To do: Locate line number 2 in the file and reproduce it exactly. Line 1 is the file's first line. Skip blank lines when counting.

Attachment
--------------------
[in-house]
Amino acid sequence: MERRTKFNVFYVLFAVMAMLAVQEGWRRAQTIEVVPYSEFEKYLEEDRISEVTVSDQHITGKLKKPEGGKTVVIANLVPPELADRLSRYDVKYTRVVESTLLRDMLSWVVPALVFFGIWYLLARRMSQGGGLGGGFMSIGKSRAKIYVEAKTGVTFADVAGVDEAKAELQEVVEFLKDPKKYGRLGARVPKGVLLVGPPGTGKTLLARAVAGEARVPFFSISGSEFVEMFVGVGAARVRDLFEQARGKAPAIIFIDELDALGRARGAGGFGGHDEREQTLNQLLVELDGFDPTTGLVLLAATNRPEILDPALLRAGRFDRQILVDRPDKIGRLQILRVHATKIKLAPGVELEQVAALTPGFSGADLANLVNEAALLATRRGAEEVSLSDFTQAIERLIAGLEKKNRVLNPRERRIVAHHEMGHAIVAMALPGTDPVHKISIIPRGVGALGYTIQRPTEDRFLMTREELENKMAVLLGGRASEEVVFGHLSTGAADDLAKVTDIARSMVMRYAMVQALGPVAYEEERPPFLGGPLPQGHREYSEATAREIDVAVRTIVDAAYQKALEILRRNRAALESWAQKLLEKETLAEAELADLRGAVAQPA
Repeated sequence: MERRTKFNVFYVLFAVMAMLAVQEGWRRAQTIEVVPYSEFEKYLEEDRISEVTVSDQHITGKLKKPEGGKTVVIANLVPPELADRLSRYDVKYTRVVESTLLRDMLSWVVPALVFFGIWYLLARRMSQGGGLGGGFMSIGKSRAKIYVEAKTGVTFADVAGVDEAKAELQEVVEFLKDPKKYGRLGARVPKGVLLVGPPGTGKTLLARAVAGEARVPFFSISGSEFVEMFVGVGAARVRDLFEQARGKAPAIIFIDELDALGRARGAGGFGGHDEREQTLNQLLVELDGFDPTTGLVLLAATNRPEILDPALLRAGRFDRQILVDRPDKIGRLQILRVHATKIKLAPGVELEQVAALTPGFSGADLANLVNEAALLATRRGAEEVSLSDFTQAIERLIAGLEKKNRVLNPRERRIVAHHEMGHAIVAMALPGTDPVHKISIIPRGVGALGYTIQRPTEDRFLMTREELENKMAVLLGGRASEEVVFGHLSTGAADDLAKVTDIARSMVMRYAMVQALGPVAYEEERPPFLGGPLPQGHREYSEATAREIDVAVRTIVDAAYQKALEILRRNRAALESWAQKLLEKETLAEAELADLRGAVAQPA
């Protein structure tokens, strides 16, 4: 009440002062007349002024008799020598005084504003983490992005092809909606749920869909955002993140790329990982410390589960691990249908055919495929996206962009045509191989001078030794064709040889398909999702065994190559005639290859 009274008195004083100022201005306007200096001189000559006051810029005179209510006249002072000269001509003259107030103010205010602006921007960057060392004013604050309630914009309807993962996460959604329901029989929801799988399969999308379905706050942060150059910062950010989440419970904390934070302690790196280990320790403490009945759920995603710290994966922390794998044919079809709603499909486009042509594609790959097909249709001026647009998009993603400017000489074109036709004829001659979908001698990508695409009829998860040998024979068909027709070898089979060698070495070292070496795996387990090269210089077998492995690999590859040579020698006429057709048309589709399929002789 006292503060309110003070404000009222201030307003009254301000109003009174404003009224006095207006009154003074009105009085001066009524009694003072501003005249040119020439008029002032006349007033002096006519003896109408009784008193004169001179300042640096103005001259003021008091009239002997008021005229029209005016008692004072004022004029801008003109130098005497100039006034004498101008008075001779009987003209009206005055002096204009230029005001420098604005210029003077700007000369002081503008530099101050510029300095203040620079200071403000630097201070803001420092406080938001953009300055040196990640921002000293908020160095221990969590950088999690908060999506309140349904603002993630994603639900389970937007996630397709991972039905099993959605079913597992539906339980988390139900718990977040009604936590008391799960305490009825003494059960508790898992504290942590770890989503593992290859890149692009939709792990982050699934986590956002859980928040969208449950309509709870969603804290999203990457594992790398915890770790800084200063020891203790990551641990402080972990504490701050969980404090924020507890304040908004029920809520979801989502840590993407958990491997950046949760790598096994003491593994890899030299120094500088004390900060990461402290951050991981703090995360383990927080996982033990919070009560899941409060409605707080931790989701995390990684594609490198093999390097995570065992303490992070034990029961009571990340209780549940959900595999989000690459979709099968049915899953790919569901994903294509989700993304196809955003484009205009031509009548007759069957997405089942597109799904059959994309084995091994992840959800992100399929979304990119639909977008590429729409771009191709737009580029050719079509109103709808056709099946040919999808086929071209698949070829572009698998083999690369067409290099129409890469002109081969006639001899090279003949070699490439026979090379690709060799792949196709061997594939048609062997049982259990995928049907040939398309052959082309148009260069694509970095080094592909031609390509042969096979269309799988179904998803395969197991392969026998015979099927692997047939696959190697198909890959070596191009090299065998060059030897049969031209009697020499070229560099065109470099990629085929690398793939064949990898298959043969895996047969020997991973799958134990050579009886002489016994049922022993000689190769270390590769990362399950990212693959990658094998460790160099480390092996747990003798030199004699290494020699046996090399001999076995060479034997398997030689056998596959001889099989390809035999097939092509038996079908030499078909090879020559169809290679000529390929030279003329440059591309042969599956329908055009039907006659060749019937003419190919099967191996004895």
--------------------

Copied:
Amino acid sequence: MERRTKFNVFYVLFAVMAMLAVQEGWRRAQTIEVVPYSEFEKYLEEDRISEVTVSDQHITGKLKKPEGGKTVVIANLVPPELADRLSRYDVKYTRVVESTLLRDMLSWVVPALVFFGIWYLLARRMSQGGGLGGGFMSIGKSRAKIYVEAKTGVTFADVAGVDEAKAELQEVVEFLKDPKKYGRLGARVPKGVLLVGPPGTGKTLLARAVAGEARVPFFSISGSEFVEMFVGVGAARVRDLFEQARGKAPAIIFIDELDALGRARGAGGFGGHDEREQTLNQLLVELDGFDPTTGLVLLAATNRPEILDPALLRAGRFDRQILVDRPDKIGRLQILRVHATKIKLAPGVELEQVAALTPGFSGADLANLVNEAALLATRRGAEEVSLSDFTQAIERLIAGLEKKNRVLNPRERRIVAHHEMGHAIVAMALPGTDPVHKISIIPRGVGALGYTIQRPTEDRFLMTREELENKMAVLLGGRASEEVVFGHLSTGAADDLAKVTDIARSMVMRYAMVQALGPVAYEEERPPFLGGPLPQGHREYSEATAREIDVAVRTIVDAAYQKALEILRRNRAALESWAQKLLEKETLAEAELADLRGAVAQPA